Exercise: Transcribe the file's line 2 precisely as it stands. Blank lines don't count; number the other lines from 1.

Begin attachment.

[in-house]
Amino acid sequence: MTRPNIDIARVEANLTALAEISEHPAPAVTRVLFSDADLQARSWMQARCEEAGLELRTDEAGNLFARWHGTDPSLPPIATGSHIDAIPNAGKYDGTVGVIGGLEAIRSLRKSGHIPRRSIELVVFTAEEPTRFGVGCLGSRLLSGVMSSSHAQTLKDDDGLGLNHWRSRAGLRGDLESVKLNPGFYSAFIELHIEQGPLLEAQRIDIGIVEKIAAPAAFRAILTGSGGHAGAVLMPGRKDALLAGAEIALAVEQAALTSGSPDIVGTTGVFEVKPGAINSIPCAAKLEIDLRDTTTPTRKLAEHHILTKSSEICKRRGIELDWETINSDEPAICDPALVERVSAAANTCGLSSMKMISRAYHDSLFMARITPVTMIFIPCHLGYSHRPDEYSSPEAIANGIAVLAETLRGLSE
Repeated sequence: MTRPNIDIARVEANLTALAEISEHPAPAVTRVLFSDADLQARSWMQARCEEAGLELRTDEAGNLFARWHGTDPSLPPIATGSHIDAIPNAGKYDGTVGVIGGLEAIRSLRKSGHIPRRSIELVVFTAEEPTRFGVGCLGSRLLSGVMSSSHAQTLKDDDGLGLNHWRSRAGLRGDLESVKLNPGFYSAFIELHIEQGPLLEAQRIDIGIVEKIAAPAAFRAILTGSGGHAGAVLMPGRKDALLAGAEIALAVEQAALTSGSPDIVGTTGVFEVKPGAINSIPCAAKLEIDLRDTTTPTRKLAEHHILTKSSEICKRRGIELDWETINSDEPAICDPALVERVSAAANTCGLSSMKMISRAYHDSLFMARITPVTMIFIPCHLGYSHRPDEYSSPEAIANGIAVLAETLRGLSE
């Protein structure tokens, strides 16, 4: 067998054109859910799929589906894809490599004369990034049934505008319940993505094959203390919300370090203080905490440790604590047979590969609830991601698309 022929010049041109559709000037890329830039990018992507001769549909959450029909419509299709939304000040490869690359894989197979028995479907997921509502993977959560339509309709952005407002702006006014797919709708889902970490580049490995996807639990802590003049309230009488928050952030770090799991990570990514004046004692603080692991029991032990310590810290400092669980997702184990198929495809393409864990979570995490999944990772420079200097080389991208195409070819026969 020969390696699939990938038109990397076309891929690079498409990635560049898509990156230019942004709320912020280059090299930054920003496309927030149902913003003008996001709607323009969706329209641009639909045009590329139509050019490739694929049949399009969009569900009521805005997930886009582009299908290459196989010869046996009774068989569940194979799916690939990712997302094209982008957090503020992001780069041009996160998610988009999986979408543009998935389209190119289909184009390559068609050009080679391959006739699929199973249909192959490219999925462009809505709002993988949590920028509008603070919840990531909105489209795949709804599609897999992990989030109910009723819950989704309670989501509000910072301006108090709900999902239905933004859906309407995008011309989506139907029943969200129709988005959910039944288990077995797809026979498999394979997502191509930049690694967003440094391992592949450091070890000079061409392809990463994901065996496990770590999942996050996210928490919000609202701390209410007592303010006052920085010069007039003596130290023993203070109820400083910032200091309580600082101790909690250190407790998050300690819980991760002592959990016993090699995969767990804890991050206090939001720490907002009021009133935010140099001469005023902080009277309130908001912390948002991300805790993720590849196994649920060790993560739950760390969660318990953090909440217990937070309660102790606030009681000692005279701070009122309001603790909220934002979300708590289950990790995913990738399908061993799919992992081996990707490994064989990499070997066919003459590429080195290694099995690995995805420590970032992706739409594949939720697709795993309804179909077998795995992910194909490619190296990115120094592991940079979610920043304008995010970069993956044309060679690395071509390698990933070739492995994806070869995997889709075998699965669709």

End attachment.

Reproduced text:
Amino acid sequence: MTRPNIDIARVEANLTALAEISEHPAPAVTRVLFSDADLQARSWMQARCEEAGLELRTDEAGNLFARWHGTDPSLPPIATGSHIDAIPNAGKYDGTVGVIGGLEAIRSLRKSGHIPRRSIELVVFTAEEPTRFGVGCLGSRLLSGVMSSSHAQTLKDDDGLGLNHWRSRAGLRGDLESVKLNPGFYSAFIELHIEQGPLLEAQRIDIGIVEKIAAPAAFRAILTGSGGHAGAVLMPGRKDALLAGAEIALAVEQAALTSGSPDIVGTTGVFEVKPGAINSIPCAAKLEIDLRDTTTPTRKLAEHHILTKSSEICKRRGIELDWETINSDEPAICDPALVERVSAAANTCGLSSMKMISRAYHDSLFMARITPVTMIFIPCHLGYSHRPDEYSSPEAIANGIAVLAETLRGLSE